The Power of Insight; Pokémon GO

The Power of Insight; Pokémon GO

This week we were amused to see a Halloween costume of someone dressed as the Pokémon GO app.  It got us thinking about this whole phenomenon 3 months on from its launch and what the story behind it is.

Pokémon GO took a mere 5 days to reach 7.5 million users, a few weeks later hit 100 million downloads and now it’s around 500 million, with over 20 million people using the platform every day.  Beyond the gaming itself, sideline businesses are flourishing.  They are finding new customers and increasing their footfall via offering lures, renaming Pokémons, providing tours and you can even hire a Skype-based Pokémon GO tutor.  PokéScience is being treated like a real science, Pokéanatomy is emerging at the intersection of pop science and pop art and two universities are giving centre stage to the game via courses; one on Pop Culture Games in Idaho and the other with a Business Information Technology course at Salford.

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What has caused this new product launch to be so huge?  There has been plenty written about the phenomenon and what has led to its success, but at Untapped, we have been thinking about this in the context of the power of consumer insight.

Strong Consumer Insight and Pokémon GO

At Untapped we ensure our insights have 3 parts to them; we call them 3W InsightsTM (Wants, Whys, Worries).  For a Pokémon GO gamer, an insight that might have led to the new Pokémon GO Plus wrist accessory being released at the moment could be based on a consumer getting an exciting, unexpected kick when they discover and catch a rare Pokemon but getting frustrated when they can’t look at their phone the whole time and miss one.

We evaluate how strong each insight is using our TRUETM tool, (Target consumer, Ready for action, Unobvious, Emotional response).  Let’s consider each of these elements and how Pokémon Go stacks up:

  1. It must strongly resonate with the target consumer. Pokémon Go appeals to multiple target consumer groups.  Pokémon is the 2nd biggest video game after Mario and endured for 20 years, creating a generation now in their 20s and 30s highly receptive to Pokémon GO.  Parents are drawn to its get-them-off-the-sofa element for their sedentary children and in turn it has become the latest cool thing amongst school kids.  Those looking for enticing ways to get some exercise can easily engage with its simple graphics and fun of collecting mentality.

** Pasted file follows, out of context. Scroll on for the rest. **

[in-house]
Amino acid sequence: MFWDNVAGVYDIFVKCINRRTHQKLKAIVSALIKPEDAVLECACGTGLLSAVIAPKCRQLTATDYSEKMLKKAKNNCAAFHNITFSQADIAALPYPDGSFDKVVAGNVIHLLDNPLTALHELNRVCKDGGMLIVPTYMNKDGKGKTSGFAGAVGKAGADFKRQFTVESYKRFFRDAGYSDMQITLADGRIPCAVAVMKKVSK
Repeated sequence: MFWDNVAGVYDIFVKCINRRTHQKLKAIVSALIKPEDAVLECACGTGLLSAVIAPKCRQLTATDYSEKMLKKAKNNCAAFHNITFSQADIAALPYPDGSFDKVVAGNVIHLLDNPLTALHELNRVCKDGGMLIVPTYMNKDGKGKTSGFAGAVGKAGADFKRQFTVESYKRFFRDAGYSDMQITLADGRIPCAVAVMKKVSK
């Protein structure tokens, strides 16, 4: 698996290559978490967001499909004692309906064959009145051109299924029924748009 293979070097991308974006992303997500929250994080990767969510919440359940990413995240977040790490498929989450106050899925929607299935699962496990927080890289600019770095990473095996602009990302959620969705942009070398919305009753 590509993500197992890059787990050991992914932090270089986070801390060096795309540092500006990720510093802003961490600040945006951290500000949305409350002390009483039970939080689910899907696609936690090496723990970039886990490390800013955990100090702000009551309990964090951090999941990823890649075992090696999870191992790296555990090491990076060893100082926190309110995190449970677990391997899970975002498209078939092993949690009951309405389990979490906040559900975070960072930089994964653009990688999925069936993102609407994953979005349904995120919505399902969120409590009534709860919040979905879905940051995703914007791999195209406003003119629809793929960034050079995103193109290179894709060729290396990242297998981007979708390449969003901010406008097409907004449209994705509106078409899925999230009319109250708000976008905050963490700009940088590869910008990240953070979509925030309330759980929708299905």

2. Good insights must have some sort of tension or call to action in them. The gaming, mobile and AR markets were ripe for innovation, full of tensions around the static nature of gaming, unexploited mobile technology behaviours and AR not being accessible to all.  Pokémon Go cleverly plays off these tensions and connects together consumer evolving behaviour with trends in technology.
  3. A strong insight must feel new / unobvious while still generating that reassuring head nod when a consumer hears it. While the game is simple, the geolocation technology enables a new behaviour in gaming with the delightful surprising element in spotting Poké
  4. Importantly, strong insights must illicit an emotional response from the consumer. Pokémon Go invokes high emotional responses, with the nostalgia element and exciting discovery of cute creatures lurking in recognisable / real places.

 

How Strong is the Product?

We don’t believe that the product is particularly amazing.  The game action is slow, there’s not much strategy with a lot of time spent waiting around for something to happen, you can’t trade or share Pokémons and the AR graphics are fairly crude.  However, it was good enough.  The first prototype has seen monumental success, its creators can learn a huge amount from the target user base and Pokémon GO is now ripe for the upgrades that will no doubt follow and lead to much stronger product iterations.  All very typical of disruptive innovation where smart product designers don’t wait until the prototype is perfect, but get out early and learn real-time, investing in a pipeline to bring improvements in product experience fast.  No matter how strong the initial product is, we believe that behind all successful products, there’s always strong insight.

If you want to find out how to unearth and write strong consumer insights to make great products and prototypes, we would love to hear from you!

Sally Kemkers
Sally Kemkers
[email protected]

Happiest when considering how to answer tough business questions, Sally relentlessly digs deep into consumer insight and connects this with trend and product insights to deliver a product cue or piece of communication.

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